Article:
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VFD wireing for cincinnati mill with mag starter

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gaston

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#1
IM BACK!!
I got great help and handholding from Jim Dawson with my last VFD wireing ,( clausung lathe), so here I am again with a new (to me) machine and another VFD problem.
How do I wire a 3 phase machine with mag starters to a VFD ??
As I stated last time Im a retired bodyman and I don't know stink about wireing. and to make it a bit harder, I had a minor stroke and some of my memory got screwed up so I don't figure things out as well any more.
Do I wire around the starter and direct to the motor or?? also I can't find any wireing information on this machine beyond chasing wires
thanks Gaston
 

RandyWilson

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#2
Yes, you go around the starters. The Cinci wiring is a work of art, but it must be disabled. What type of mill, and does it have an power feeds?
 

gaston

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Yes, you go around the starters. The Cinci wiring is a work of art, but it must be disabled. What type of mill, and does it have an power feeds?
its a 2m horizonal and I think it is power feed on all three (XYZ) axis It seems to be mechanical thru gears
 

Ulma Doctor

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#4
Hi Gaston,
you'll need to make a decision,
whether to power the mill with a rotary phase converter or a VFD
VFD's don't play nice with magnetic starters
VFD's don't play nice with multiple motors turning off and on, with a single drive-
(multiple VFD's would be necessary if you were to do it by the book of Hoyle)

for your situation, i'd consider a RPC to power the mill.
it would require the use of an idler motor @ 1.5X the capacity of the largest motor it is trying to start.

for example the mill had a 5hp main drive motor,
a 7.5hp RPC would be sufficient to operate all the functions of the mill simultaneously ,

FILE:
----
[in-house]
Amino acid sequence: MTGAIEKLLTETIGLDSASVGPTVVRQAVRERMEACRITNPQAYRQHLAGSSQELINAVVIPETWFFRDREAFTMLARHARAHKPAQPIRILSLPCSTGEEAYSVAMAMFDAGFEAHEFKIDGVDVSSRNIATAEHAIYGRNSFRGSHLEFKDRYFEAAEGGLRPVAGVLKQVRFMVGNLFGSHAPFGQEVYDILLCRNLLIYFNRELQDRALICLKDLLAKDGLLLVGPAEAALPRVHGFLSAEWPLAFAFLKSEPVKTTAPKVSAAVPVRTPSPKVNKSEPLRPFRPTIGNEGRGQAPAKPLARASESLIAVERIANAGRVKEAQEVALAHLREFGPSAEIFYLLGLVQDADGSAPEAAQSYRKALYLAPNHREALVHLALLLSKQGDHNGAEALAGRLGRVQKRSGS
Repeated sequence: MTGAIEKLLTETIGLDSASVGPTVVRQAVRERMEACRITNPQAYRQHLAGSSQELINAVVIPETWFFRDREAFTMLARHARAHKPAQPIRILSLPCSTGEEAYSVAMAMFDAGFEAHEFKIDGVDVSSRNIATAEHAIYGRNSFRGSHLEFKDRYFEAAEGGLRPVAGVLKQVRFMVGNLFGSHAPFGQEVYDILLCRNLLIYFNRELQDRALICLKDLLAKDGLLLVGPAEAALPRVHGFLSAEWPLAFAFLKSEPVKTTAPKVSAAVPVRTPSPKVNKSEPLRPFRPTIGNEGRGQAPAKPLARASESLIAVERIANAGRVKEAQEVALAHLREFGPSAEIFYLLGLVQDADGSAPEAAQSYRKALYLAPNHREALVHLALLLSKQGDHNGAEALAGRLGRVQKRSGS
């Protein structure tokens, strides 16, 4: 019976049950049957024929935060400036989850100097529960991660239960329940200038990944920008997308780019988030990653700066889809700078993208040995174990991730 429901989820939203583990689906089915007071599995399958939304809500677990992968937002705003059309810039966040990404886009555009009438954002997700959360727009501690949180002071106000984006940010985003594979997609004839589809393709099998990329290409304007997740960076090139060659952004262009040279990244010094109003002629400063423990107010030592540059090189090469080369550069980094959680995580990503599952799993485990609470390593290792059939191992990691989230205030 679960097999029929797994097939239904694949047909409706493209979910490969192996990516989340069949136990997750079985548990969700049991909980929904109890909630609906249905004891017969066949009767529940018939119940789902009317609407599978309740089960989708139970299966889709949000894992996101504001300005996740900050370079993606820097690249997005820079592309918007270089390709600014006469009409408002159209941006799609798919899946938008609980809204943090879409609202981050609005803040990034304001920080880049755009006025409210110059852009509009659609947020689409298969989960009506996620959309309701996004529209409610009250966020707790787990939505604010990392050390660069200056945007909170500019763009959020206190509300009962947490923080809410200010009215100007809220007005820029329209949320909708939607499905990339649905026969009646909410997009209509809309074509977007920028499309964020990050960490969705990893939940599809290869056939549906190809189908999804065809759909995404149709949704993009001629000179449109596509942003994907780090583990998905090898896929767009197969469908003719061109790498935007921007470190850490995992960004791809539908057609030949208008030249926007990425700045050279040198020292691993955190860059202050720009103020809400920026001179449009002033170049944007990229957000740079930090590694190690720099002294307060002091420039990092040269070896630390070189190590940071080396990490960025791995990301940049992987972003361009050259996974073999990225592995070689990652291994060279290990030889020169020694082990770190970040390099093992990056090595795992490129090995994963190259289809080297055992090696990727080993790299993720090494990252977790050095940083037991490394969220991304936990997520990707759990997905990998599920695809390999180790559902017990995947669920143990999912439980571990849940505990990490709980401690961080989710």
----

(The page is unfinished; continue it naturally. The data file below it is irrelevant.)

provided the idler was up to speed before the multiple functions are employed.

i'm not suggesting that you can't hook a single VFD to drive the entire mill's operation but i wouldn't recommend it for a couple of reasons:
1-cost, you'll need a VFD to cover the total input needs of ALL the motors simultaniously
all the motors would have to be used at the same frequency, there would not be individual frequency control without a lot of brainstorming
that drive will cost in excess of 500 unless you get a deal somewhere.
2: reliability.
when you do something to a VFD that's not necessarily by the book, you take the life of the drive into your hands
generally when we stress the drive, you can expect a shorter lifespan.
you just hope the lifespan exceeds the work to be completed.

a RPC, would be my recommendation for longevity and simplicity.
you can make one yourself with some will, some skill and some money.
there are many ways to do it,
but here is how i do it...
http://www.hobby-machinist.com/threads/rpc-simple-design-unbalanced.12712/

good luck, however you decide to go!
i'm happy to help out if you need any type of assistance
 
Last edited:

RandyWilson

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#5
Unlike other machines, Cinci table drive motors are always on. The table movement is controlled by clutches and transmissions, not motor speed. With that in mind, I saw two options for my 1B vertical. I could use an RPC and treat it as line power. Or I could use a VFD to drive both motors, and just not turn the table motor on/off with the VFD on. If using the table drive and feed rate was critical, I set the VFD to 60hz and use the belts to change spindle speed. Without the table on, I use the VFD and "back-gear" for speed control. With a RPC, I would be locked to 60hz always, and be constantly changing belt positions.
 
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